The New York Times has a great article today that delves into the origins of the House Republicans’ government shutdown. It turns out that powerful right wing groups, including the vast political machinery assembled and funded by the Koch brothers, have been agitating for a shutdown for a long time, and were finally able, with the help of their stalwart friends in Congress (like Ted Cruz) to put House Republicans on the path that got us to where we are today.
As the Times explains it:
To many Americans, the shutdown came out of nowhere. But interviews with a wide array of conservatives show that the confrontation that precipitated the crisis was the outgrowth of a long-running effort to undo the law, the Affordable Care Act, since its passage in 2010 — waged by a galaxy of conservative groups with more money, organized tactics and interconnections than is commonly known.
With polls showing Americans deeply divided over the law, conservatives believe that the public is behind them. Although the law’s opponents say that shutting down the government was not their objective, the activists anticipated that a shutdown could occur — and worked with members of the Tea Party caucus in Congress who were excited about drawing a red line against a law they despise.
Public opinion research actually shows that the Patient Protection Act’s provisions are pretty popular. The law itself doesn’t poll so well, but then, people aren’t familiar with what it actually does because it can’t be explained in a few simple words like Medicare For All, which is the logical next step in healthcare reform.
Right wing groups are afraid that once the law is implemented, it will be too late to stop it. So far, they’ve lost in the courts, the court of public opinion, and at the ballot box, as I wrote last week. That has left them with little choice but to engage in blackmail and extortion. They don’t control the Senate or the White House so they are not in a position to repeal the law. And symbolic repeal votes are not enough for them; they’re just a waste of everyone’s time.
Hence, the right wing came up with this strategy, articulated in a memo signed by Edwin Meese, Chris Chocola, Kenneth Blackwell, and other key operates.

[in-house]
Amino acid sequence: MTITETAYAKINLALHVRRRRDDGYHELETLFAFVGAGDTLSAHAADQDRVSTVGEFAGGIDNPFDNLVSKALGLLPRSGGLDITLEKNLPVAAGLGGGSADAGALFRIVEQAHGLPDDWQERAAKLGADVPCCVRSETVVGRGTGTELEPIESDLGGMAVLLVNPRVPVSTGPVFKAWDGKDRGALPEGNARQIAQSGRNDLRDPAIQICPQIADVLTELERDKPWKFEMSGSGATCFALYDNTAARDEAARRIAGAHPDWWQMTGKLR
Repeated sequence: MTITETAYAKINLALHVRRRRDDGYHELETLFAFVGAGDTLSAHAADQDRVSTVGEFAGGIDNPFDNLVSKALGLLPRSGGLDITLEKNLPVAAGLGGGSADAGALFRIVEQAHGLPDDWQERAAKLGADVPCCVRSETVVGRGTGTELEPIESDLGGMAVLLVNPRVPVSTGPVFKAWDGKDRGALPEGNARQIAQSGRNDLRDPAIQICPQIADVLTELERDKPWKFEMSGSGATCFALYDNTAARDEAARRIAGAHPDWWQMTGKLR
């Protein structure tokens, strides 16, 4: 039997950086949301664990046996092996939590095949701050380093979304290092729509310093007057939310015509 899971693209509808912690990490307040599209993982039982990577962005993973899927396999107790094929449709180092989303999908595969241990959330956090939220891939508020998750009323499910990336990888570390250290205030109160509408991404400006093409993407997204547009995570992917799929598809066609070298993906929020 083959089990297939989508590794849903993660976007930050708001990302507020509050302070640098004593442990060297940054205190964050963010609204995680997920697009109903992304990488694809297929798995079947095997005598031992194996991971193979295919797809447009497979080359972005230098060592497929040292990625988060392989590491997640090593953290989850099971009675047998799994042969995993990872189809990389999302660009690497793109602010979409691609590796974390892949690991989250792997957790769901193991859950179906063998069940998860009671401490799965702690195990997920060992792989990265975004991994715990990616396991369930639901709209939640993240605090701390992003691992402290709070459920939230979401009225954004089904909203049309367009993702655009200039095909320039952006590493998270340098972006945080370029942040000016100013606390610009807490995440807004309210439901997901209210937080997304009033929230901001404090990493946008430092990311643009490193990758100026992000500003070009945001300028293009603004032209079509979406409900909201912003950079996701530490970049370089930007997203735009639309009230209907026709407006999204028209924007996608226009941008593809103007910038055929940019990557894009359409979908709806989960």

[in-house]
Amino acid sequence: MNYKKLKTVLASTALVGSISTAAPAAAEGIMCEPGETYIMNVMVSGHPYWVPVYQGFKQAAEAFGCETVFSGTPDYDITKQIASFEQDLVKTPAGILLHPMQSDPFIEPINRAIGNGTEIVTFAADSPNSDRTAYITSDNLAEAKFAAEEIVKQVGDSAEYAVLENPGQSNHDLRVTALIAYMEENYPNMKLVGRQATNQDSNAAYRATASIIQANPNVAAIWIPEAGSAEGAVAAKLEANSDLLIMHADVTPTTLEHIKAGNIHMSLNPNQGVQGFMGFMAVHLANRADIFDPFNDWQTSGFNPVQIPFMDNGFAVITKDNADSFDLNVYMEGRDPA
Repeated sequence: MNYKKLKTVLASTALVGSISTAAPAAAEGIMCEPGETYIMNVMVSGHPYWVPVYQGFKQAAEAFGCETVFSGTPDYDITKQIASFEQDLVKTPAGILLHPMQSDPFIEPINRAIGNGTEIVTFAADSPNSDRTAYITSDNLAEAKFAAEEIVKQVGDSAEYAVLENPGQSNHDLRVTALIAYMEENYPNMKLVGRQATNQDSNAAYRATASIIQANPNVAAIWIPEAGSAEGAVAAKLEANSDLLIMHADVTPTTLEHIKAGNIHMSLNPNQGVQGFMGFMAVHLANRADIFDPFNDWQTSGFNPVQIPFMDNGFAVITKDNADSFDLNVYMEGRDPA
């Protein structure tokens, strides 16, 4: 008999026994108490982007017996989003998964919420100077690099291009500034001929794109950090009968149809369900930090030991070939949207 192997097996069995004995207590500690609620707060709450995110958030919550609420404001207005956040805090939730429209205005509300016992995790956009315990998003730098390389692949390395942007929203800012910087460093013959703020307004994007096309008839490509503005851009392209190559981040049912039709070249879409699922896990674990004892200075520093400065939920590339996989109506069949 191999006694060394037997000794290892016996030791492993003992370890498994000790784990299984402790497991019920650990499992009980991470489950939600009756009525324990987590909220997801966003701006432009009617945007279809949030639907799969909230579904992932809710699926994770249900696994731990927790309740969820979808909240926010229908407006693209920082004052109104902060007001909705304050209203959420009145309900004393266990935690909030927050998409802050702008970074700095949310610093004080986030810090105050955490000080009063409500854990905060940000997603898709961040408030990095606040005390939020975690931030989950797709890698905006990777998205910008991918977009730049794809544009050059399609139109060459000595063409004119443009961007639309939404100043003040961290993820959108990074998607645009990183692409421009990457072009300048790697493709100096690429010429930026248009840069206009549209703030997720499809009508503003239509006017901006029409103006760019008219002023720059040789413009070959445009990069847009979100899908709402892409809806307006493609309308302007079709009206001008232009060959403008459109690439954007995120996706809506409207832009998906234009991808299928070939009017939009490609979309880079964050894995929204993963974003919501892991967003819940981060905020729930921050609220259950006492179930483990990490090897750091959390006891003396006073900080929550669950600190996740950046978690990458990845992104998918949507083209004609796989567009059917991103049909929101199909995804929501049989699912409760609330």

Blueprint to Defunding Obamacare
Obamacare’s funding mechanisms are as complicated as the law itself, but they can be stopped through the appropriation process, which includes the upcoming continuing resolution.
- Federally Backed Exchanges. An appropriations rider must eliminate the refundable tax credits for premiums and the cost sharing subsidies that are essentially used to support insurance purchased in the Obamacare exchanges, which starts January 1, 2014.
- Medicaid Expansion. An appropriations rider must eliminate the enhance match funding for the Medicaid expansion, which takes effect January 1, 2014.
- Permanent Appropriations. Obamacare contains items called “permanent appropriations” which guarantee funding for the Community Health Center Fund (CHCF) and Prevention and Public Health Fund (PPHF). An appropriations rider turns off funds for these so-called permanent appropriations, which are already in effect.
- Implementation. An appropriations rider must block the implementation of Obamacare, covering salaries, rulemaking, enforcement, etc.
- Life and Religious Liberty. Obamacare is an unprecedented attack on life and religious liberty. An appropriations rider must repeal the HHS mandate that attacks the religious values and principles of countless Americans.
- Miscellaneous Programs. An appropriations rider must block all funding for newly authorized discretionary programs contained in Obamacare and return reauthorized programs back to their pre-Obamacare levels.
At the time the above was written, the right wing was focused on influencing a different continuing resolution. They weren’t able to convince House Republicans to take a suicidal stand then, but they’re enjoying great success now, despite fissures in the House Republican ranks. It has been said and reported that only a few dozen Tea Party-affiliated Republicans are really supportive of keeping the government shut down and then forcing the nation into default if they don’t get their way.
Yet tthey remain in the driver’s seat, thanks in no small part to the outsize role that groups like the Club for Growth, FreedomWorks, and Heritage Action are playing.
Representative Peter King of New York, who is pretty far to the right himself, has perhaps been most vocal in criticizing the Tea Party faction of his caucus for keeping the government shut down. In fact, in an interview with Fox Noise Channel today, King placed the blame for the shutdown on his own party. At the same time, says he won’t cooperate with Democrats to reopen the government.
CHRIS WALLACE: Sir, if you could answer my direct question, why won’t you sign a discharge petition?